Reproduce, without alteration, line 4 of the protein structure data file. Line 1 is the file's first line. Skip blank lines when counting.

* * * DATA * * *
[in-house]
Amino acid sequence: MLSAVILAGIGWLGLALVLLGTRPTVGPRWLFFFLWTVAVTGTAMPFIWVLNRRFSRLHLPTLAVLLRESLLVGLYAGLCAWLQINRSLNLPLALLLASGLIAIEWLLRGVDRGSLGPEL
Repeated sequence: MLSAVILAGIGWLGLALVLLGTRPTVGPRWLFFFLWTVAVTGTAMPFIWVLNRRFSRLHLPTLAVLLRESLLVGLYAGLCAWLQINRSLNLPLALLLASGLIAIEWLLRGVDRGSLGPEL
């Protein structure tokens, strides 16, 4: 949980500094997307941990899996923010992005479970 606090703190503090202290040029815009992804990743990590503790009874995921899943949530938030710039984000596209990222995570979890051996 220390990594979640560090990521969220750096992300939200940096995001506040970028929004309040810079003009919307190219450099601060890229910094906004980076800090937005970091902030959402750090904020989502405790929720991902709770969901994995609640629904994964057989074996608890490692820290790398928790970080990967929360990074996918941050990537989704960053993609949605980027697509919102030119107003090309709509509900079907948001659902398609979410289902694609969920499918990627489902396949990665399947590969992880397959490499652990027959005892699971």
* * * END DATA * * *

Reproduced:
């Protein structure tokens, strides 16, 4: 949980500094997307941990899996923010992005479970 606090703190503090202290040029815009992804990743990590503790009874995921899943949530938030710039984000596209990222995570979890051996 220390990594979640560090990521969220750096992300939200940096995001506040970028929004309040810079003009919307190219450099601060890229910094906004980076800090937005970091902030959402750090904020989502405790929720991902709770969901994995609640629904994964057989074996608890490692820290790398928790970080990967929360990074996918941050990537989704960053993609949605980027697509919102030119107003090309709509509900079907948001659902398609979410289902694609969920499918990627489902396949990665399947590969992880397959490499652990027959005892699971």